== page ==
Citizens of the ancient city referred to this space as the Forum Magnum, or simply the Forum.
The Roman Forum (Forum Romanum) was the political and economical centre of Rome during the Republic. It emerged as such in the 7th century BCE and maintained this position well into the Imperial period, when it was reduced to a monumental area. It was mostly abandoned at the end of the 4th century.
The Roman Forum is located in a valley between the Capitoline Hill on the west, the Palatine Hill on the south, the Velia on the east and Quirinal Hill and the Esquiline Hill to the north. The Velia was levelled in Antiquity.
The importance of the Roman Forum area is indicated by the presence of many of the central political, religious and judicial buildings in Rome. The Regia was the residence of the kings, and later of the rex sacrorum and pontifex maximus; the Curia, was the meeting place of the Senate; and the Comitium and the Rostra, where public meetings were held. Major temples and sanctuaries in the Roman Forum include the Temple of Castor and Pollux, the Temple of Saturn and the Temple of Vesta. Commercial and judicial activities took place in the basilicas, the two remaining are the Basilica Aemilia and the Basilica Julia. Due to the political importance of the area there were also numerous honorary monuments.
Originally the area of the Roman Forum was humid and covered in grass, as it was not suitable for construction. A necropolis has been found, dating from the 10th century BCE, but otherwise the area doesn't seem to have been used much. This changed in the 7th century with the construction of the Cloaca Maxima. This sewer system was based on a natural stream, which was enclosed and covered to drain the area, a sign that the settlements on the Palatine Hill was spreading into the valley.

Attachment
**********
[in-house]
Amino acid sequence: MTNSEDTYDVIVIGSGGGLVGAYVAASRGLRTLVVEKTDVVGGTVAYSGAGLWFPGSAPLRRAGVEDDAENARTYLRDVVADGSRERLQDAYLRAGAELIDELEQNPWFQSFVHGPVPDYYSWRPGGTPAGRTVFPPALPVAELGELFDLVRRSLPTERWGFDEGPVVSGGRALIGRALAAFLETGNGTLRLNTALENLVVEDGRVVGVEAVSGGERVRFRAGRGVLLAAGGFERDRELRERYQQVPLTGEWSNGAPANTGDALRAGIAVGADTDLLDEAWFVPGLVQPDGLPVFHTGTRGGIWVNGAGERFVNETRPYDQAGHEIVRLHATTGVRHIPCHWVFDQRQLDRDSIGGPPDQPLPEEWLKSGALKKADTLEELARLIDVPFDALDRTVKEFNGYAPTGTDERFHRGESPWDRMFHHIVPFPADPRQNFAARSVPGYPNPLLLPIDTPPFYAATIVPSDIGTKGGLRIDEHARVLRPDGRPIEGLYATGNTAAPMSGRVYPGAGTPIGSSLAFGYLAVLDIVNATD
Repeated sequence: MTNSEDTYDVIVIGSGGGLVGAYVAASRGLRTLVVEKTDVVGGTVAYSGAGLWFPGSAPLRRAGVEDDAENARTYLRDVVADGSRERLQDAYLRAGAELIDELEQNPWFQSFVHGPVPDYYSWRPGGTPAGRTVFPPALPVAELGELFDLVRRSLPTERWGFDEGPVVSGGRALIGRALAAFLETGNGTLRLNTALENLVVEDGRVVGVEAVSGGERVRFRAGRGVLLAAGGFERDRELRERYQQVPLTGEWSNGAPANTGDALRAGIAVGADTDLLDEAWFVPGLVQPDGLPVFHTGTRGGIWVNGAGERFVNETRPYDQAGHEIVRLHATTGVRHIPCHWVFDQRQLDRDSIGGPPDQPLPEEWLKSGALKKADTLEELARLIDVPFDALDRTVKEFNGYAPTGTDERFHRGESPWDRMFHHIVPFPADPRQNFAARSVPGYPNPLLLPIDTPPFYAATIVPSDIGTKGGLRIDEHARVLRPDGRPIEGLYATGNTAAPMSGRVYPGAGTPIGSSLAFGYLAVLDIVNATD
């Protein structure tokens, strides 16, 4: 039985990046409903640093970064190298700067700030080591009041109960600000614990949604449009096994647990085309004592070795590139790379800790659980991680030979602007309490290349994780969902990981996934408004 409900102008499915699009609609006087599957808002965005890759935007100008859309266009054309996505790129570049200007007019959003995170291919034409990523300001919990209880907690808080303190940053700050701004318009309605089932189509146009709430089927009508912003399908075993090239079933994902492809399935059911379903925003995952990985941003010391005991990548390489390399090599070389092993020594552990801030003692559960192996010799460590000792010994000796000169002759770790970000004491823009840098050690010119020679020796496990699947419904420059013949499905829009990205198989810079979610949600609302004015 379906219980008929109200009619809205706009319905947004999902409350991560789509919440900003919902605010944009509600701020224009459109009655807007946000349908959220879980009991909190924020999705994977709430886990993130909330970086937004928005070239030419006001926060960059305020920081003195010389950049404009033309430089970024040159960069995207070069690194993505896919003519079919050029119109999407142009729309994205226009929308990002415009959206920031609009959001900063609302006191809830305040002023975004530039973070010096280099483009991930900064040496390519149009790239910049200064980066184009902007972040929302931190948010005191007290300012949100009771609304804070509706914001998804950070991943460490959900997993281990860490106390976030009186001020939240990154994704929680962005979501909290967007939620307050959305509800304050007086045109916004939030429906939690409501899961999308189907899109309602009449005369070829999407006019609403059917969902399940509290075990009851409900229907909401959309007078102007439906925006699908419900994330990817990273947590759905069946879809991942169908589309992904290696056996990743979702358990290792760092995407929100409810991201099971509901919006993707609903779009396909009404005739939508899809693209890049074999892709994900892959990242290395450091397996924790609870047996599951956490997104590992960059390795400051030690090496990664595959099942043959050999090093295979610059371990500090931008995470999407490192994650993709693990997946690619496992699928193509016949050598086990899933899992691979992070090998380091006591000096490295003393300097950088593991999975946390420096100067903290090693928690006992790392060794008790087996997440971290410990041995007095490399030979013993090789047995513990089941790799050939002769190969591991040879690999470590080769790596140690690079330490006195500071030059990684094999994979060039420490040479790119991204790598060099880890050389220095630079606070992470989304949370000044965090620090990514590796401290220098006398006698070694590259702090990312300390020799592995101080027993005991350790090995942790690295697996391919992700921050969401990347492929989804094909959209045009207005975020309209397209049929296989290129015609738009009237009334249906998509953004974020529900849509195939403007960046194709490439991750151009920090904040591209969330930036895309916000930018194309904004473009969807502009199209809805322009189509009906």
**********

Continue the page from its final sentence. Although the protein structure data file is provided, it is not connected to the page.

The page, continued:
In republican times the construction on the Roman Forum continued, with a series of basilicas, notably the Basilica Sempronia and the Basilica Aemilia. Also from this period are the Temple of Saturn, the Temple of Castor and Pollux, and the Temple of Concord.
The current image of the Roman Forum is a result of the changes made by Julius Caesar as pontifex maximus and dictator, which included the construction of the Basilica Julia where the Basilica Sempronia stood, the building of a new Curia and the renovation of the Rostra, the speakers platform. Caesar didn't see all his plans realised before his death, but most was finished by his successor Augustus, including the Temple of Divus Julius, dedicated to Caesar deified.
The Column of Phocas was the last monument to be erected in the Roman Forum in 608 CE, but at this time the area was already half in ruin.
The Roman Forum suffered damage and destruction repeatedly. When political strife in republican times deteriorated into violence, the Forum would regularly be the scene of fierce fights between rivalling factions, often followed by destructive fires. Fire was always a problem in Ancient Rome, and parts of the Roman Forum burnt down several times, the worst fire being in 283 CE. Later the Roman Forum suffered destruction and pillage at the hands of invaders. Most of the buildings on the Roman Forum was destroyed completely in 410 CE, when the Ostrogoths of Alaric sacked the town. Many religious sites were abandoned and fell in ruin after the ban of non-Christian cults in 394 CE.
Archaeological excavations began in 18th century, but the site have only been excavated systematically in the 20th century. Many of the later additions to buildings and monuments have now been removed and the original street level has been restored over large parts of the Roman Forum.
The site of the Roman Forum is still subject to excavations, and several parts of the Roman Forum cannot be visited, but the whole area have the status of an archaeological site, open to visitors.